- Attacker crafts spoofed emails containing the link and sends mass mail to the list of victims
- Victim opens the email, assumes its from the target site (due to the email address being valid + the URL actually being part of the site (w/ punycode bypassed due to the fact a redirect is being used)
- Victim is redirected from the site used for the IDN homograph attack to a phishing page registered on a domain that looks similar to the target site
- Victim logs in
- Attacker steals credentials
This is similar to spear phishing, but rather than requiring an XSS vulnerability in the site you want to phish, it instead requires that you have access to the victim’s LAN (which would either entail you cracking their WEP/WPA2 or using some method to remotely gain access i.e. via a remote access tool) – the fact that this requires LAN access means that entering their data to a phishing site is probably the least of the victims worries. That being said, it’s probably still worth covering.
Although I used httrack in the last posts to get a mirror of the site, the most simple way to phish over LAN would be to use SEToolkit (aka SET) – to use SET, install it via whatever your distro requires (apt-get/yum/pacman etc..), then cd to the directory for the install and type ./set to run it. Have a play around with the ‘clone site’ feature.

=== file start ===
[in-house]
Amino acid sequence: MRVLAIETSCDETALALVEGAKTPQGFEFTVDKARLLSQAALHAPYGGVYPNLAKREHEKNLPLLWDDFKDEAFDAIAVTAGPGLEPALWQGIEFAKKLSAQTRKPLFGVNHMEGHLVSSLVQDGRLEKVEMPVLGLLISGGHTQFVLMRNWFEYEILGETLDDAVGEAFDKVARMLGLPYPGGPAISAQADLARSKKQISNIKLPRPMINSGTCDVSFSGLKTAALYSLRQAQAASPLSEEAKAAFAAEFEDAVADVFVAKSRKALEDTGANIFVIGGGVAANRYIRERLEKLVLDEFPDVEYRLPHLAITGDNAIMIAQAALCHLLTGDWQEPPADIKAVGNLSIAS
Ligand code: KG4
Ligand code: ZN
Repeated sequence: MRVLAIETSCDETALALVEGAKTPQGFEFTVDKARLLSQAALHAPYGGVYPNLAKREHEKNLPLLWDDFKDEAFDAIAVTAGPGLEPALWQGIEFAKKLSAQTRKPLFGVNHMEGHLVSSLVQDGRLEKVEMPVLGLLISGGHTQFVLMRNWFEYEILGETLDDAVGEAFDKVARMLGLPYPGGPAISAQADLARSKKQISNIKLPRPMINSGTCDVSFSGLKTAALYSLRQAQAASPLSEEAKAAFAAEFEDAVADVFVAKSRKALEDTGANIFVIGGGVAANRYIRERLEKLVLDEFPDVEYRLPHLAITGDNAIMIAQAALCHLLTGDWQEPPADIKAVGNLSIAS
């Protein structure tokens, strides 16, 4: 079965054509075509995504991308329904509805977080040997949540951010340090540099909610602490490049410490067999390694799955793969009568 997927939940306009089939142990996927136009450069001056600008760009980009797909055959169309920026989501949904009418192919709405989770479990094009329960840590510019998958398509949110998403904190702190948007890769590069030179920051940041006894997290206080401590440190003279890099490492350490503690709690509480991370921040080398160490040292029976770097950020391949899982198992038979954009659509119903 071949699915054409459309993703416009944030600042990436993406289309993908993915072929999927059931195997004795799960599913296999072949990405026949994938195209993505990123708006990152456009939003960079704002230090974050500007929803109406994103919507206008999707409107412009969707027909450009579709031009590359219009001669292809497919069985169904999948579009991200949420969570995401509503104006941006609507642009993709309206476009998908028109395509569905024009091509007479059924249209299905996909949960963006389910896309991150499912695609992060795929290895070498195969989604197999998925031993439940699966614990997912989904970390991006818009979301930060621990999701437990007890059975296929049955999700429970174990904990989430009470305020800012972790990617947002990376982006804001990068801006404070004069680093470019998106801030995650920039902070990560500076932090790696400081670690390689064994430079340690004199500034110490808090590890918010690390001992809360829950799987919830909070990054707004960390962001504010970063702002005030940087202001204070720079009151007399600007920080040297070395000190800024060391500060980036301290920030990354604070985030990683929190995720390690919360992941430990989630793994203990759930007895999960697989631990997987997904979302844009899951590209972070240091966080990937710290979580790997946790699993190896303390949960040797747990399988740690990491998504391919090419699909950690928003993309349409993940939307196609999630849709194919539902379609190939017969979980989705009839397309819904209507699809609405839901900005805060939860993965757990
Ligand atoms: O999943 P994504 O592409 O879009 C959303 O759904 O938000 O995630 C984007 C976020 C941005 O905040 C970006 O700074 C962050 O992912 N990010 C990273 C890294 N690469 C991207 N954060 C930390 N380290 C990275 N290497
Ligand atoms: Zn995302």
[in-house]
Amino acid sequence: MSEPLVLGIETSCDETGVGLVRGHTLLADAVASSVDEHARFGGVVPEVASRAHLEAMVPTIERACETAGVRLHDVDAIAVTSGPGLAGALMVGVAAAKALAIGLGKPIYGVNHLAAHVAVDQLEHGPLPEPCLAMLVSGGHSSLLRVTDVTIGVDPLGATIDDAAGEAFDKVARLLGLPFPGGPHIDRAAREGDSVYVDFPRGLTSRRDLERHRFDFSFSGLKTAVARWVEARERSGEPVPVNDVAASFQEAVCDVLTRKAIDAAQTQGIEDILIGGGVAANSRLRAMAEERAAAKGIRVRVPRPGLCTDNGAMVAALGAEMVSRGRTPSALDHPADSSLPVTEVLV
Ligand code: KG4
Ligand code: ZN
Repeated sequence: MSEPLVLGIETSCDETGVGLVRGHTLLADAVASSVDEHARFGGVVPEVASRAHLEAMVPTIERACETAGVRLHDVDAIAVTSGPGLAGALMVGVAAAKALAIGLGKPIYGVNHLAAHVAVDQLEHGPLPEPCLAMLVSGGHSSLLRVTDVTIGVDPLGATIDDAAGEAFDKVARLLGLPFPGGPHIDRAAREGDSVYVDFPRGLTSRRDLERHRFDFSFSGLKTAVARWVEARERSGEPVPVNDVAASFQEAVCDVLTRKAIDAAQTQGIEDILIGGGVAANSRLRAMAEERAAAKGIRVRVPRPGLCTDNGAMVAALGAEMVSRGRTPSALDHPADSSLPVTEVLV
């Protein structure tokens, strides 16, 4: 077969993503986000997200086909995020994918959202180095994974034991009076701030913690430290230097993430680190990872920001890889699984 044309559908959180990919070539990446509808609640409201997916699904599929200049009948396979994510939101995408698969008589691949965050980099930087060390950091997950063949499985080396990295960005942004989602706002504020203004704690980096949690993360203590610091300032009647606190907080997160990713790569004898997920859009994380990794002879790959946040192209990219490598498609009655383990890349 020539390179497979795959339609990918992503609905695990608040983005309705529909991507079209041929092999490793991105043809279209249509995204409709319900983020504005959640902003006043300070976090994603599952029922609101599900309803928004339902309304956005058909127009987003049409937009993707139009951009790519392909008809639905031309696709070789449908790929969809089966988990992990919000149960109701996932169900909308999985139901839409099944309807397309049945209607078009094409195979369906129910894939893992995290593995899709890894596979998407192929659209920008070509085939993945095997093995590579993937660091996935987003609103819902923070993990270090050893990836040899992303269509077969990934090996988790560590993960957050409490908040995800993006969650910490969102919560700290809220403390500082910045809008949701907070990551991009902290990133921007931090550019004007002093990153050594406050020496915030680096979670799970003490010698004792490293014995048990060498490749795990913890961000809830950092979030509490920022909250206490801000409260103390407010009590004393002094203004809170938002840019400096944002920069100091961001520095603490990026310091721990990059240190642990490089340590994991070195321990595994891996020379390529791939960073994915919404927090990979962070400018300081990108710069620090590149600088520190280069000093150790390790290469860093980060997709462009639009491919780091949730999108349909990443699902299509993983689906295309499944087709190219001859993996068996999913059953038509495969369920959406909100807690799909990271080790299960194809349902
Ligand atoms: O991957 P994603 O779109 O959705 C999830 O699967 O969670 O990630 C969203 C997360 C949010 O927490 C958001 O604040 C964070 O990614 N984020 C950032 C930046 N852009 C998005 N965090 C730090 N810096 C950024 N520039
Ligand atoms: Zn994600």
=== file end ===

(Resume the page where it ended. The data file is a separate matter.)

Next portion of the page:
There are many issues with the method above, and you can perform a way more effective DNS-based phishing campaign (i.e. one that doesn’t display local IP’s in the browser) with some basic tools. In this example I will explain how to achieve it using aircrack-ng and MSF’S (metasploit’s) ‘fakeDNS’ aux module.
First off, you’d need to connect to the LAN in question (whether its a public hotspot or whether its someone’s home connection and you’re in close proximity to their house), after this you’re going to need to set your wireless card to monitor (promiscuous) mode, to do this you can use the tool airmon-ng (found within the aircrack-ng suite)
run the following command to create a new monitor interface:
Airmon-ng start wlan0